Exciting, stressful, rewarding, challenging, ever-evolving, and like having another child at times. These are just some of the words and ways, I describe being an entrepreneur when someone asks me what it is like to own my own business.
When I look back to the time leading up to starting my company, I was what I would call dreamy, inexperienced, young, daring, fearless (and I think I should have had some fear), headstrong, and had not a clue of the climb and journey that was ahead of me. I always loved to write, and I have been fortunate to be able to make a career of, and to create a business that is centered around, the written (and spoken) word. It’s all communications in the end. And so, it goes…
I was a bootstrapping radio writer and reporter who started in a small market (Decatur, Illinois) at Newstalk 1340 WSOY. These are the places that most media people start their careers. After a few years I applied for radio jobs in the third-largest U.S. media market – Chicago – which would bring me back near to family and where I was born and raised in Deerfield. I got hired by Shadow Broadcast/Metro Networks, with some help from news reporter/radio icon Bob Roberts (formerly of Newsradio 780 WBBM) who pushed my resume along to the right person.
Metro Networks was a newswire service that supplied articles (like what the Associated Press does worldwide) but for Chicago area news media only. I became one of their writers and it was our team’s job to provide news on the wire (literally) ready by 5 a.m. morning drive while adding fresh stories throughout the day. Shadow Broadcast was the producer of Shadow Traffic – which was a household name for people of a certain age at this time (mostly over 40). What people often did not always realize was that the company also produced Shadow News, Shadow Weather, and Shadow Sports. I ultimately reported news, traffic, and weather (and an occasional sports report when I had to jump in) …but traffic was new to me. Bart Shore, who remains a well-respected traffic reporter even today in Chicago, worked there too. I remember the day I started training with him in his studio, where he reported traffic for none other than the number one station in Chicago, Newsradio 780 WBBM. I was to learn from one of the best. And I did.
So ‘Shadow’ employed all sorts of radio artisans – and while listeners thought we were physically at the stations we reported on, we actually broadcasted from the 13th floor of the former Chicago Title and Trust building at Clark and Randolph in the Loop. It was a place that was full of life, and there was a certain pulse there – it was completely exhilarating and inspiring. I felt like I was where I was supposed to be and working alongside some extremely talented individuals. I would work all four different shifts – sometimes within the same week! I always said yes, and this was after the advice of my former radio station manager back in Decatur at WSOY, Joel Fletcher, who said, “Do whatever they ask of you and figure out how you’ll do it later!” My hardnosed news director, Wendy Goldman, would stand behind me and whip me into a better writer, every day! She was relentless. She used to say, “Fake it till you make it, kid,” and then would give me huge assignments like covering the Cubs opener or the indictment of former Governor George Ryan. Which I did.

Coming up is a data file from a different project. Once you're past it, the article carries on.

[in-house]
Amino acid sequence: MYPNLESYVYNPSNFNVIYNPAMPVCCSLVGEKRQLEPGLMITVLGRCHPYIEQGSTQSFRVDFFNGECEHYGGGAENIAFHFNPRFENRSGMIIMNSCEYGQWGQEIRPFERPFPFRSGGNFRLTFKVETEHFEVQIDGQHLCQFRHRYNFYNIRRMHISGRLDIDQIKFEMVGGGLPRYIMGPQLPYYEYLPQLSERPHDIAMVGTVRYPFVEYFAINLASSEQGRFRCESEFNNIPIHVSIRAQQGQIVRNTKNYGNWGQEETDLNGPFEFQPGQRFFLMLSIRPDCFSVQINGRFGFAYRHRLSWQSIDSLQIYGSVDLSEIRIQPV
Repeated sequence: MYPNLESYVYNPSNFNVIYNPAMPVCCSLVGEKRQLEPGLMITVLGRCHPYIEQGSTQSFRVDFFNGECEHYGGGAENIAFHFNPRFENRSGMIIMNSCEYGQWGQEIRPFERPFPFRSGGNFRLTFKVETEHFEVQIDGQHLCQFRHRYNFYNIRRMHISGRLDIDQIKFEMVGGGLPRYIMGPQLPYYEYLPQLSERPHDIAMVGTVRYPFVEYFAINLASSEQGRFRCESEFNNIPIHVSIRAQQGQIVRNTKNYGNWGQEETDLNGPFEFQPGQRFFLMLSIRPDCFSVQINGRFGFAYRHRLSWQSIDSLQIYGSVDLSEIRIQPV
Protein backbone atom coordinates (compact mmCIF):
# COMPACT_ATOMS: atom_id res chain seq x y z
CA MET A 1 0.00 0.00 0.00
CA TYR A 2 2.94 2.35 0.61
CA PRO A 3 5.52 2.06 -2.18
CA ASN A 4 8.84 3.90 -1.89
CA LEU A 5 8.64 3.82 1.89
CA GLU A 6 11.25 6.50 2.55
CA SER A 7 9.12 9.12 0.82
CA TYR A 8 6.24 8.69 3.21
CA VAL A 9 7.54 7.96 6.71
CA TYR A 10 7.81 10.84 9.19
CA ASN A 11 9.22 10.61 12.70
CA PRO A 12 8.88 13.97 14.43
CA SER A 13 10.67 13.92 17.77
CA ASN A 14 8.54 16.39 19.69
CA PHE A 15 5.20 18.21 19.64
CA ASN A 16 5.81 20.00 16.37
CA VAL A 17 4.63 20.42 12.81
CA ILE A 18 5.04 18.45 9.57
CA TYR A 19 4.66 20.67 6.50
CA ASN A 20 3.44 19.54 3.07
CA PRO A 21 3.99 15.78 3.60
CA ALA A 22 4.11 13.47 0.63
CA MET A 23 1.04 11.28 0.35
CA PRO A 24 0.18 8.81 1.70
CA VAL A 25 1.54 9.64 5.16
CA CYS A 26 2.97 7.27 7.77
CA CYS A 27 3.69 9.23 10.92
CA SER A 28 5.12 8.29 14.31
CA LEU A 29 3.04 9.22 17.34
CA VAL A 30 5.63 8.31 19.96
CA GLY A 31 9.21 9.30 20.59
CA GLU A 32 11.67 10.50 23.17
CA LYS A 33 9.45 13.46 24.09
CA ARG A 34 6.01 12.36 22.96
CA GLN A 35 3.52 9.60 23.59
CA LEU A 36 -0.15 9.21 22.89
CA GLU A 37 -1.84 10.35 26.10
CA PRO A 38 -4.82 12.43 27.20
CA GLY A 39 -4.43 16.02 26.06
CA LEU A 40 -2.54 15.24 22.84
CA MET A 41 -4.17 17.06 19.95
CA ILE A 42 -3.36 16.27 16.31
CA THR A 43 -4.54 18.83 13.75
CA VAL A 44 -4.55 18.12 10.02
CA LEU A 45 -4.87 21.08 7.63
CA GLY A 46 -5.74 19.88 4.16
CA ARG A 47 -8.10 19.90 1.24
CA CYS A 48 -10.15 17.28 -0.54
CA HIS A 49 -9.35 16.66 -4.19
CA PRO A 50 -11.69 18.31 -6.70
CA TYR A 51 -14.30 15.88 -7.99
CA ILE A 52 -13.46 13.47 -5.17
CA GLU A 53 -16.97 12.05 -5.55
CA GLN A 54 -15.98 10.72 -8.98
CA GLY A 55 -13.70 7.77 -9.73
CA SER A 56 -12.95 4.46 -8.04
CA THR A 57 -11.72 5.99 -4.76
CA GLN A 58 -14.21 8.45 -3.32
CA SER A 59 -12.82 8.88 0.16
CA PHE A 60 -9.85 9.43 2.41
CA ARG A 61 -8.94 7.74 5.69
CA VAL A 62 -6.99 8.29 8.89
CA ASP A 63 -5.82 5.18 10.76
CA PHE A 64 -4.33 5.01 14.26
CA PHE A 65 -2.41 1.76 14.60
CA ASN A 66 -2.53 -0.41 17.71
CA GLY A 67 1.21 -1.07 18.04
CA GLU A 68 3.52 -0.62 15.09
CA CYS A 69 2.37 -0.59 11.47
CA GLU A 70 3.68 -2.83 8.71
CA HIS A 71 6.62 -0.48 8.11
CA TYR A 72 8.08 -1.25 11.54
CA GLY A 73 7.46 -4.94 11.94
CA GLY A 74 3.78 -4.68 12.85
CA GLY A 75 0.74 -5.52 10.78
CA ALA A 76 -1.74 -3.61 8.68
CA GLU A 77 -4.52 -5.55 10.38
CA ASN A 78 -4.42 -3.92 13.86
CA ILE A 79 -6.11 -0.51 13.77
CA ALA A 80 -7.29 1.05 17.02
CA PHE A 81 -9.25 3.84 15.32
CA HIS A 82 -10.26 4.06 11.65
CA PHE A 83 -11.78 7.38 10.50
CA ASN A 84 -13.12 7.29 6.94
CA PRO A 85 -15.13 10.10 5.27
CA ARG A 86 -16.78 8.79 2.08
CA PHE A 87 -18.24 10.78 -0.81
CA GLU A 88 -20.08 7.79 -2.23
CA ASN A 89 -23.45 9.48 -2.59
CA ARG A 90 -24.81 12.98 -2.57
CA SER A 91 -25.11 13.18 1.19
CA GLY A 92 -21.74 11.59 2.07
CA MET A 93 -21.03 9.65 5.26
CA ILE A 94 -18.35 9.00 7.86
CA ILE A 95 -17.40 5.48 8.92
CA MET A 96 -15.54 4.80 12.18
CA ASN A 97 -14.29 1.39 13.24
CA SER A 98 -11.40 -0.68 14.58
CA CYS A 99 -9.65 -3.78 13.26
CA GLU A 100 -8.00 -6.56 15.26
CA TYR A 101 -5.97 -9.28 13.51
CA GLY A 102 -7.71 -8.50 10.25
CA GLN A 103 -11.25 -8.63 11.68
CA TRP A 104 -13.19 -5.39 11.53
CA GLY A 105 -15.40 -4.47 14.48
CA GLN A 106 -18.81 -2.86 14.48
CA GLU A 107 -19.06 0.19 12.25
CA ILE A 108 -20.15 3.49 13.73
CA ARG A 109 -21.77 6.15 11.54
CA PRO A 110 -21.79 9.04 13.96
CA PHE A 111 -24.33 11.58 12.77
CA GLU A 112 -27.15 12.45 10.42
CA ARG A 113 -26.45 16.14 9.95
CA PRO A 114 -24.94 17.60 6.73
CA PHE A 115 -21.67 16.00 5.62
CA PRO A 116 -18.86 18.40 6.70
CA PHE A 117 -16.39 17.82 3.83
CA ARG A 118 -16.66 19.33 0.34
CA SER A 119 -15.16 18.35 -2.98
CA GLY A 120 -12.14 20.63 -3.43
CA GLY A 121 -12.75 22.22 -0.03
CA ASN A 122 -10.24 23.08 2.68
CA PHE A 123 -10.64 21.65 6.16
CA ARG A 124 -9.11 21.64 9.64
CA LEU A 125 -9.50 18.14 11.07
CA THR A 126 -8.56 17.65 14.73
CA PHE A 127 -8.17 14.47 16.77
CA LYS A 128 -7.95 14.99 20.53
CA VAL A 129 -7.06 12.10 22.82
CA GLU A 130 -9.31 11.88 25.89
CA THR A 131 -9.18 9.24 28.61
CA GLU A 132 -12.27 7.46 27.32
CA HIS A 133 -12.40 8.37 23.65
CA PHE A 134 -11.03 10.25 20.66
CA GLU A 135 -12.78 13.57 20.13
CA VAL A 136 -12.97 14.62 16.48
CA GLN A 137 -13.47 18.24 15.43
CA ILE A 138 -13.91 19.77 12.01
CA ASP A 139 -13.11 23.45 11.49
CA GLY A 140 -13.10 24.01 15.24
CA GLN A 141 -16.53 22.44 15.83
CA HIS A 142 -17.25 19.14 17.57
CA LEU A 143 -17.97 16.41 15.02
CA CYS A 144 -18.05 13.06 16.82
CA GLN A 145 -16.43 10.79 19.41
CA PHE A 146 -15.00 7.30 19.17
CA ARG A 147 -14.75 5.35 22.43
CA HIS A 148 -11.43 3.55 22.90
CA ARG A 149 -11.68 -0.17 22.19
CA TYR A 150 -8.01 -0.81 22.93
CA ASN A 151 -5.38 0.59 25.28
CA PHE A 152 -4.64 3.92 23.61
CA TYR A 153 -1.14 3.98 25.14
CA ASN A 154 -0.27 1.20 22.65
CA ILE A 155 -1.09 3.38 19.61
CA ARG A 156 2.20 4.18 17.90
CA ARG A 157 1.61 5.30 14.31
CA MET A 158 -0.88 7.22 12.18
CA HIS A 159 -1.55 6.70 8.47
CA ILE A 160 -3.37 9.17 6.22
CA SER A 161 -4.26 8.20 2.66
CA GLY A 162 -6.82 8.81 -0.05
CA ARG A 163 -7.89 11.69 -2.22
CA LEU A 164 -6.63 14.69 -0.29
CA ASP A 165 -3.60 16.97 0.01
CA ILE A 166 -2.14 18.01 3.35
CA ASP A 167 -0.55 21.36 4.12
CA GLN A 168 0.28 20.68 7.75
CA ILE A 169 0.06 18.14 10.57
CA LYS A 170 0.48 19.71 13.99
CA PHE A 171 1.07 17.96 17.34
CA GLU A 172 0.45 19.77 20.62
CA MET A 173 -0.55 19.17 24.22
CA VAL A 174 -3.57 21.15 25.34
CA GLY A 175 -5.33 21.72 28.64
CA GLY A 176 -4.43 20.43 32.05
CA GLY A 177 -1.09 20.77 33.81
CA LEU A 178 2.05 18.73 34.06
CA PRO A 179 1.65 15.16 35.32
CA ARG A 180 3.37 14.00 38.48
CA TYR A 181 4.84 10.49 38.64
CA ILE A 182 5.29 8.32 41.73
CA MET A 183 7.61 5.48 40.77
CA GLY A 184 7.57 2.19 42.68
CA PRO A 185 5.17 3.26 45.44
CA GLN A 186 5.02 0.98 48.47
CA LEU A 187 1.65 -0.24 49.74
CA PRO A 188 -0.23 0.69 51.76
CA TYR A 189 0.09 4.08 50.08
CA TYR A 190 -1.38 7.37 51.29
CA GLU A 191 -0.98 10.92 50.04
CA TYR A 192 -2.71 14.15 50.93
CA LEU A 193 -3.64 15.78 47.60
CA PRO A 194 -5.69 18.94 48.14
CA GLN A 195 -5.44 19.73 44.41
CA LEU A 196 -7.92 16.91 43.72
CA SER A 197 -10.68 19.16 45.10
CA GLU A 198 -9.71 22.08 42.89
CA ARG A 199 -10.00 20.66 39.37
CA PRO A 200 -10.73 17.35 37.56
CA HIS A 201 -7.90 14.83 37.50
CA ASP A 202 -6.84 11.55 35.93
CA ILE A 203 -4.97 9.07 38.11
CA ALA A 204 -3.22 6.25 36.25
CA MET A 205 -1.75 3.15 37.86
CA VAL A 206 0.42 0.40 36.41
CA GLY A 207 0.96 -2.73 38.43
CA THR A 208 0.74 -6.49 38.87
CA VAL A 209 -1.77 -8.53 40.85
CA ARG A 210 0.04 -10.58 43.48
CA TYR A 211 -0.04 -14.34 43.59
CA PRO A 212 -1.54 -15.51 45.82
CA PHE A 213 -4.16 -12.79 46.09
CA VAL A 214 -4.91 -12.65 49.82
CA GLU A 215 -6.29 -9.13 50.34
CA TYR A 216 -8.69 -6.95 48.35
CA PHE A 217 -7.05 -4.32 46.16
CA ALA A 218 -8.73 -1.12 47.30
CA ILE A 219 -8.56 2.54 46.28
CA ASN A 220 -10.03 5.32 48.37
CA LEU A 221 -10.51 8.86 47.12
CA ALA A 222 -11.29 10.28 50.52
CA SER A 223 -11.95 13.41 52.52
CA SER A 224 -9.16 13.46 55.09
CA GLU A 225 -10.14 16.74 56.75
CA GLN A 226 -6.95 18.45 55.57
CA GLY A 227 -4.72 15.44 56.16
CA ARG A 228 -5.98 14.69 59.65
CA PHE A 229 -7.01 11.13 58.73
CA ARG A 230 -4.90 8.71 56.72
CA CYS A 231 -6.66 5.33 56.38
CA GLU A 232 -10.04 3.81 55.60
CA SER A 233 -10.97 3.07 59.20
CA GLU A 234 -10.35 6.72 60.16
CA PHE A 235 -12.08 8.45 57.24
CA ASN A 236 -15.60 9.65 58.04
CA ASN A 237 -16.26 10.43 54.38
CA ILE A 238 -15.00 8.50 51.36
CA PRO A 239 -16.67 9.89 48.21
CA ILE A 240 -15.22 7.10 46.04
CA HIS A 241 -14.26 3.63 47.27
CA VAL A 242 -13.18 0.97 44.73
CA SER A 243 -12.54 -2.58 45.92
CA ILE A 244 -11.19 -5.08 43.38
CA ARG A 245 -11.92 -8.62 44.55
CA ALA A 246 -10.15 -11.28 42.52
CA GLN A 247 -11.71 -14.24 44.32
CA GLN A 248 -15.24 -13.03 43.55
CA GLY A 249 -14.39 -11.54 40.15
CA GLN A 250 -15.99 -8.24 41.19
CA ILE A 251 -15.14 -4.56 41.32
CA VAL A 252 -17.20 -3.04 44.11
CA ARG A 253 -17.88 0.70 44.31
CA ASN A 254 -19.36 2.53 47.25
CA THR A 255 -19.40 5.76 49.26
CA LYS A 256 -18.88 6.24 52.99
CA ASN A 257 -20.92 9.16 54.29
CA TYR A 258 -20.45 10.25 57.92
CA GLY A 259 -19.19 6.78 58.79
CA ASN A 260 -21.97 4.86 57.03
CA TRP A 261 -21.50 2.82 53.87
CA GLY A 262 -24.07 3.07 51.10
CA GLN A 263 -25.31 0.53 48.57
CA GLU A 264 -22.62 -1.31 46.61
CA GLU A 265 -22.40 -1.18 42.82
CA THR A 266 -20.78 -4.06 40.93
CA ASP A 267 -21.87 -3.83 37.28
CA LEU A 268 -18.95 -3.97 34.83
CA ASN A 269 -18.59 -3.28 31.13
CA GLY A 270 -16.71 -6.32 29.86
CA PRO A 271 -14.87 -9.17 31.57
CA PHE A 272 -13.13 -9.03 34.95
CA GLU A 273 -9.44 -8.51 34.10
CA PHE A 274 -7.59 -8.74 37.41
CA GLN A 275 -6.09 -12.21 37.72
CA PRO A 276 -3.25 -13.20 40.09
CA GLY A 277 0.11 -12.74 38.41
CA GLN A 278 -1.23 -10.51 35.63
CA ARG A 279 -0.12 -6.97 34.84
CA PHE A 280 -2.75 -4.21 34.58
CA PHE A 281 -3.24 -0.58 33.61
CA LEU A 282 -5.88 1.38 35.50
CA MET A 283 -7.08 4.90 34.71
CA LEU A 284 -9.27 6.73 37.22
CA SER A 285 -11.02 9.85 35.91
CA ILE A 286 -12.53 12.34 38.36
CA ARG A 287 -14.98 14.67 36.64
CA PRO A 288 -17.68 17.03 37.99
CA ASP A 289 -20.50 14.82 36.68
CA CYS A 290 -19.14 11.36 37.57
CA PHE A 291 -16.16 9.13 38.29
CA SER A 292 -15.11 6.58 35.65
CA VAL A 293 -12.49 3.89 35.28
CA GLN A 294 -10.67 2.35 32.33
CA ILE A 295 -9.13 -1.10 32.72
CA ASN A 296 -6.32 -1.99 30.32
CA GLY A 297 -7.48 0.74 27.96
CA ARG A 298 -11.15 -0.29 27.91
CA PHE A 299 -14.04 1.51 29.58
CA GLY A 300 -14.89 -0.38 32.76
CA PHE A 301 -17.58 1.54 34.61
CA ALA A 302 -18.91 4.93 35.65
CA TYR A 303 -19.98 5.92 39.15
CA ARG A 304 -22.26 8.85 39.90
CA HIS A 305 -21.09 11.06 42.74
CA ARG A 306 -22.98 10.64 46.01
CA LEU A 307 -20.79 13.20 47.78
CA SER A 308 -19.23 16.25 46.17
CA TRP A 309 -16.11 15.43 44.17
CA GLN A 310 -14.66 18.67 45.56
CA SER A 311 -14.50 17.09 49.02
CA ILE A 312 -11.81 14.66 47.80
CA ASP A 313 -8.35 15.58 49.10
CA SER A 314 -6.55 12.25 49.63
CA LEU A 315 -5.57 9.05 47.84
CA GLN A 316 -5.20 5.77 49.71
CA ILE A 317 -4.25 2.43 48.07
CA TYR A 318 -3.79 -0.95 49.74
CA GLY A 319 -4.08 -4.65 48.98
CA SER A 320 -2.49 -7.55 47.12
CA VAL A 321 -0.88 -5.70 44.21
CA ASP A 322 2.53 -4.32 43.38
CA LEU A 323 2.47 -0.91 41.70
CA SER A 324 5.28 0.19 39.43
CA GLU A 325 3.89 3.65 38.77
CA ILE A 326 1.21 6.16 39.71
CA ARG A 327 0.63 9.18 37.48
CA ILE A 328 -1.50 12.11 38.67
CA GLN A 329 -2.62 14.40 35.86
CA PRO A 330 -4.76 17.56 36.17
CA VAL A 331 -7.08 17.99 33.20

Now to the part that changed my course in life, and what pushed me in the direction of becoming an entrepreneur. Gradually over time, my formerly 3-minute newscasts on WLS 890 AM began to shrink; first to 2:30 of news, and 30 seconds of reading an ad. Then 2 minutes of news and 1 minute of reading an ad and so on until my newscasts were only one minute – three news headlines read in 60 seconds. It was becoming much less about communication and reporting the news – and much more about the almighty dollar.
I looked it all over and lamented about leaving this creative place that captivated me. It gave me the ability to try so many things – to spread my creative wings and make money doing it. I learned so much from some of the best talents on the radio at that time. I then thought of my parents, an aunt, and my three uncles, all immigrants, who started their own small businesses that I watched grow as a child and young adult. After deep contemplations, I took a leap and started what would someday become Vicarious Multimedia.
I had no resources really but had many ideas that I thought were awesome (some were and worked, some were not and didn’t). While I was still writing and communicating, it would now be for MY clients, where I could set MY own rules, and there would be NO selling out. I literally dreamt of building a communications firm that provided the gold standard for my [future] clients, to get them in front of the ‘right’ crowd in the ways I knew I could. I believed I could help others to be successful in business or through their organizations, and that inspired me, too.
What started out as Santo Stefano Productions (2004-2006), became Vicarious Productions (2006-2018) and has now evolved into Vicarious Multimedia (2019 to present). The name changes are significant because they represent the different evolutions that all businesses and organizations should remain open to undergoing. In our case, our name now truly represents who we are, what we do and how we do it. We Vicariously work through the eyes of our clients to competently communicate on their behalf, through multimedia channels that are customized for their unique needs. There is no one size fits all, no advertiser sell-outs, and real value for the clients of Vicarious Multimedia.
It’s been a wild ride for sure, but one I do not regret, and there is a common theme. I found success earlier in my life by simply following my passion. When that took a turn, I turned as well and created something that fell in a new line with what I love – communications.